Claw Frog claw frogs dwarf claw frogs
african claw frogs


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Claw Frog

Claw Frogs - Hymenochirus Boettgeri

The Claw Frog, or The Hymenochirus Boettgeri, as it is known is very much similar to the African Dwarf Frog. These two look almost alike and have similar living conditions. As the name suggests, the claw frog has a fold of swimming skins in between its fingers. Thus, it looks as if the claw frog has small claws at its fingers and toes. At the toes, there are three inner claws, and they look almost black. The African claw frogs develop up to 13 cms in length. This means that the adult claw frog is quite big, almost as big as a well-sized fist. The claw frogs also have bigger "buggy" eyes. Since the young ones look very similar to the Dwarf frogs, there is often a lot of confusion about these species.

The claw frog is almost fully aquatic and does not need to come out of water. It was found in the warm waters of Zaire and Cameroon. These frogs range from a grayish to brownish color. Students often use the claw frog for research or experiments. It can easily be kept in an aquarium. The ideal temperature for the claw frog would be 24-30 degrees C. Soft to medium hard water suits this frog the best. Advisable pH of the water would be between 6.5 and 7.5. The claw frogs thrive if they have plenty of room. The ideal water level should be at least 10 cm.

The claw frogs are generally very timid by nature. They will hide themselves under plants and leaves. So, any tank housing these frogs should have lots of hiding places. In the water they will usually be found sitting with their nostrils slightly out of water. These frogs sometimes shed their skin, and possibly eat their dead skin themselves. If the skin is not eaten, it should be removed from the tank after a day. If the frog is growing in a community of fish, care should be taken to feed the claw frogs well. The frogs are often late in getting scent of food. They also do not chew their food; instead they suck the food into their muzzle and then swallow it down. That is why they prefer worm-like, thin animals like bloodworms and tubifex worms. The frogs are very enthusiastic if they are offered live food. But, care should be taken that the live food does not bring in any infection. Since they are vigorous eaters, care should also be taken that they do not overfeed. In this case, they may even die.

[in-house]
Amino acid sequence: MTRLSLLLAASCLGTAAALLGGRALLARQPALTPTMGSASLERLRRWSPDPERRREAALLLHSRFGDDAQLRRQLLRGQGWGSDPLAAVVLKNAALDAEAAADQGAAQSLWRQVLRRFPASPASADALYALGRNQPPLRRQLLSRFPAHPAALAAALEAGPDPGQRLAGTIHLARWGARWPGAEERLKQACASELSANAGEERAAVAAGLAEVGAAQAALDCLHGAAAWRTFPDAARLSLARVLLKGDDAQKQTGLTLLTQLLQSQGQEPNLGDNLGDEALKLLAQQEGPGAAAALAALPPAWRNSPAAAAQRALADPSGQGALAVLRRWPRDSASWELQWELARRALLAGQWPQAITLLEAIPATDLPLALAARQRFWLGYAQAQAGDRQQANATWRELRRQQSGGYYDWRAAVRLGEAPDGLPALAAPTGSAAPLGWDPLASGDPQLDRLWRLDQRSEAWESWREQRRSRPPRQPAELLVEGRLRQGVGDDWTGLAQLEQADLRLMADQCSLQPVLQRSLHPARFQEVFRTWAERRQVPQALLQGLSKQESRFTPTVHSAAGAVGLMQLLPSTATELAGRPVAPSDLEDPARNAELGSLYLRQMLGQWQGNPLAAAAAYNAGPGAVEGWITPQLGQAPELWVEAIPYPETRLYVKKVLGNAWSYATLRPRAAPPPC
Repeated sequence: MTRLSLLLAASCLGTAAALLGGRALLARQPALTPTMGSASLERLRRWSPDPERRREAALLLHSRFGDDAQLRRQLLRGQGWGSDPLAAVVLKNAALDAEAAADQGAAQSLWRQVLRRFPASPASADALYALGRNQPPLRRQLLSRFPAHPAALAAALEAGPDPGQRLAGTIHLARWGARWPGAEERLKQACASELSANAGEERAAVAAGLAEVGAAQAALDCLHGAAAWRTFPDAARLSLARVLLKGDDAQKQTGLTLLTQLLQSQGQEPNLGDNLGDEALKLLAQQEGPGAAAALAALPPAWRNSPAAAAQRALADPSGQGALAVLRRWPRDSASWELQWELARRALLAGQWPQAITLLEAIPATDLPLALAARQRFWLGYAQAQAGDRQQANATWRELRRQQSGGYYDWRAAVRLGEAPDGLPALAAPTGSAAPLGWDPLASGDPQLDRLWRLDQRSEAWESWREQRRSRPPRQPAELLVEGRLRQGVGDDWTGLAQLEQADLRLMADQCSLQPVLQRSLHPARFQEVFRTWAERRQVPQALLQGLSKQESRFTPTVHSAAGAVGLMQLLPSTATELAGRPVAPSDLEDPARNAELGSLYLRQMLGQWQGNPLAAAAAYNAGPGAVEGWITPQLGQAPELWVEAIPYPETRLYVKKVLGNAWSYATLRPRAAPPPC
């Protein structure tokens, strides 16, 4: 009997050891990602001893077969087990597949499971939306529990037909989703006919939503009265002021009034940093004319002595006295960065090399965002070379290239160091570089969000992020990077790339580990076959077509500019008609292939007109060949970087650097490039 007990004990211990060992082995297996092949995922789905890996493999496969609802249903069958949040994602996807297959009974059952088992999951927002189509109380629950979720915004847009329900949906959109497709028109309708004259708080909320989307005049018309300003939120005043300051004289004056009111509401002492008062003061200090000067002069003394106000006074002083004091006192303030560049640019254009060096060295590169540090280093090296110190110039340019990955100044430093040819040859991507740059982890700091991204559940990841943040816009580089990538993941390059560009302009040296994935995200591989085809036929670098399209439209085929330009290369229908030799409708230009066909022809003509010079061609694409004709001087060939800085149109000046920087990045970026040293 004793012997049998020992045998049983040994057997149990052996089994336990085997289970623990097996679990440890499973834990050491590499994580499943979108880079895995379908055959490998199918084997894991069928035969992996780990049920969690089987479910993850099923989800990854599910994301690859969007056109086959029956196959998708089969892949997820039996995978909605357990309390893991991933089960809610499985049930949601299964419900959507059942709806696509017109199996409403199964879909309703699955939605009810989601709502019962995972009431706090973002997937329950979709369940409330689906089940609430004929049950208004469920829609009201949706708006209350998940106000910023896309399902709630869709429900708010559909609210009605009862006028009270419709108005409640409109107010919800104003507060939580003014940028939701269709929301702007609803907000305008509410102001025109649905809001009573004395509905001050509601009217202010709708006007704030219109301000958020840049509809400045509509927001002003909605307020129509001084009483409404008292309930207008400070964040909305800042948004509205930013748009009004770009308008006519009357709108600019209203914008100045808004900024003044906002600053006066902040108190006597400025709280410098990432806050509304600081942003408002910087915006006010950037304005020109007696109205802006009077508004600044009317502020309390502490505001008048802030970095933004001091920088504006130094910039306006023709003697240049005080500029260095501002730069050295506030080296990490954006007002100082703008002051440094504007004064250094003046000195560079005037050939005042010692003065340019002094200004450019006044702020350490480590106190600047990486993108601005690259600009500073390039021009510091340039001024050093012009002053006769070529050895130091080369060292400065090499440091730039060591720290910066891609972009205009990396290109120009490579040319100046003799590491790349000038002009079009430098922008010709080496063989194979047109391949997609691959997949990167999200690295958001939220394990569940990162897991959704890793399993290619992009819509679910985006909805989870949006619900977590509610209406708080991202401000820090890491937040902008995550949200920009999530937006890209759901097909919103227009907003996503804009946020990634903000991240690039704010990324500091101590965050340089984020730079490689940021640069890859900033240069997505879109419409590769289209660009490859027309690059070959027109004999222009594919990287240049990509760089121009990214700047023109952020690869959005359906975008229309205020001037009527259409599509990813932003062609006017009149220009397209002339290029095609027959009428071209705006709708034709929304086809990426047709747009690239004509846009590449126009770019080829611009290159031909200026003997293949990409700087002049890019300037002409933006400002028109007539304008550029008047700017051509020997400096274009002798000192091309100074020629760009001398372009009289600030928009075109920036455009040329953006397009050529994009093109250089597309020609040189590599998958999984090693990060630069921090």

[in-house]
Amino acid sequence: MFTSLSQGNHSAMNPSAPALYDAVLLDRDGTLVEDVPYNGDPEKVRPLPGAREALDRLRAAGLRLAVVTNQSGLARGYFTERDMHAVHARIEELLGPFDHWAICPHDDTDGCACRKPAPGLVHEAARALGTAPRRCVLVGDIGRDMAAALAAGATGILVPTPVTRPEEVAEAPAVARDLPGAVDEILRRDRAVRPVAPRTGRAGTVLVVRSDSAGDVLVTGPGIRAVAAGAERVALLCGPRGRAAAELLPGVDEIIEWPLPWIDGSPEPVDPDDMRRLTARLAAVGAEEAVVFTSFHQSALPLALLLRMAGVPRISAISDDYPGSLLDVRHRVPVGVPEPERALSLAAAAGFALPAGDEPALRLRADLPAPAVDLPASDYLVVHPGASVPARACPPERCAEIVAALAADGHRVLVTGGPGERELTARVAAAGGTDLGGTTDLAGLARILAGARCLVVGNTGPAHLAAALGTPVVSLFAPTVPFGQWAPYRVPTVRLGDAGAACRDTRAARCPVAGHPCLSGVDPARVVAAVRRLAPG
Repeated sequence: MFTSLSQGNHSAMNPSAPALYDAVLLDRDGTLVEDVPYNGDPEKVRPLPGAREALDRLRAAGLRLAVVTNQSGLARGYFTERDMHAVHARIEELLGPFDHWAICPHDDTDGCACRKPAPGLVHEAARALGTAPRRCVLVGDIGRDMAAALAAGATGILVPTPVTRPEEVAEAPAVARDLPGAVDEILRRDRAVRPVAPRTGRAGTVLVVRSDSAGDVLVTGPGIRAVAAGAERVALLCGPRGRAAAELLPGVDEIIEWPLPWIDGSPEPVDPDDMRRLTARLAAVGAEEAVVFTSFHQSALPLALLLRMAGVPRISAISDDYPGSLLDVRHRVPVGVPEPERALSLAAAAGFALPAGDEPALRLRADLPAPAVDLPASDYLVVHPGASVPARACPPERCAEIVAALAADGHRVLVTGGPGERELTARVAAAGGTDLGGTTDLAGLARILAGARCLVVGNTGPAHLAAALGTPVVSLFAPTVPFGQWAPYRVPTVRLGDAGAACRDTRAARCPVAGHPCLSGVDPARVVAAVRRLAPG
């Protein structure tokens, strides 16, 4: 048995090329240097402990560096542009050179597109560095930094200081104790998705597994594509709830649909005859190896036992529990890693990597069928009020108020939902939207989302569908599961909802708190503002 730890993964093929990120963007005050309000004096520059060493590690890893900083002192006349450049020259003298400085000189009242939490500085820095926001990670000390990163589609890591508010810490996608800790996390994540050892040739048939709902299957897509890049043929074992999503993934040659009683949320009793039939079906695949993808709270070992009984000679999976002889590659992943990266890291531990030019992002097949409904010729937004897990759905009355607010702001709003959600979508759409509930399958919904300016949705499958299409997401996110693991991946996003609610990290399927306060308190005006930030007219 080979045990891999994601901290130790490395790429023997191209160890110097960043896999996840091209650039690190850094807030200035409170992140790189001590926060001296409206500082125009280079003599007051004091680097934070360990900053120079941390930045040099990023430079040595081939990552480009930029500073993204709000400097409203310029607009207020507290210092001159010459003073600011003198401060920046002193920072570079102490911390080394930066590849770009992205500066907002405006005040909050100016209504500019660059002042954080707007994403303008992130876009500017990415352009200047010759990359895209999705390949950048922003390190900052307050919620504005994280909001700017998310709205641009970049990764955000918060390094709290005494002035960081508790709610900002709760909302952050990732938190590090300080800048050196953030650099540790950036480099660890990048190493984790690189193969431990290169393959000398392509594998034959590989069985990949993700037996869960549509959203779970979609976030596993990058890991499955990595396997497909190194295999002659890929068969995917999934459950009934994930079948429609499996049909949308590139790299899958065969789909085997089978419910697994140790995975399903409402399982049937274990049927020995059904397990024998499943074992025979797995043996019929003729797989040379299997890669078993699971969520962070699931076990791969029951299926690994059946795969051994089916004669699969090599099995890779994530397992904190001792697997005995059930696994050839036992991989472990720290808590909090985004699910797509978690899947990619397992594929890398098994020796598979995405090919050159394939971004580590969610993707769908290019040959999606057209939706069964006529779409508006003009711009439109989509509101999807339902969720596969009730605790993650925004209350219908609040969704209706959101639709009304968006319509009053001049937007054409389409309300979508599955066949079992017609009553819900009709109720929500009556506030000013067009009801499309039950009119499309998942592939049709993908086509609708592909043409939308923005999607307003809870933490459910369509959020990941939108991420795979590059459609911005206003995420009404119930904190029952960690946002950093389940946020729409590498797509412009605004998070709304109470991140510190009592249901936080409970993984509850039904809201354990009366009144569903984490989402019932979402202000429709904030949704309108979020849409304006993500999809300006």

Since the claw frogs are such voracious eaters, they are also banned in some states in the U.S., like California and Oregon. The reason for this is that if these small frogs escape from captivity, they get into the water and start eating up anything and everything. Since the claw frogs grow quite big, care must be taken that they are not put in a community tank with smaller species. They may eat the smaller species too.

The claw frogs prefer a quiet tank with lots of hiding places. The tank they are put in must have a good cover, otherwise they will jump out. The claw frogs are incredibly hardy and live for a very long period if they are taken proper care of. Their mating dance is fun to watch. The frogs do a kind of dance from the tank floor to the top. The male clasps the female a lot during this process. Within two days, a fresh batch of tadpoles makes their appearance. The females are larger than the male, and they also have a kind of extension between their legs. Within 10 months, the males start maturing. They then start their mating calls in the evening hours. Dark mating pads that develop under the hands and arms of the males signal the beginning of the mating season.

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Related Articles:

African Dwarf Frog - A basic article about African Dwarf Frogs
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Turtle aquarium - A guide on how to setup a suitable turtle aquarium

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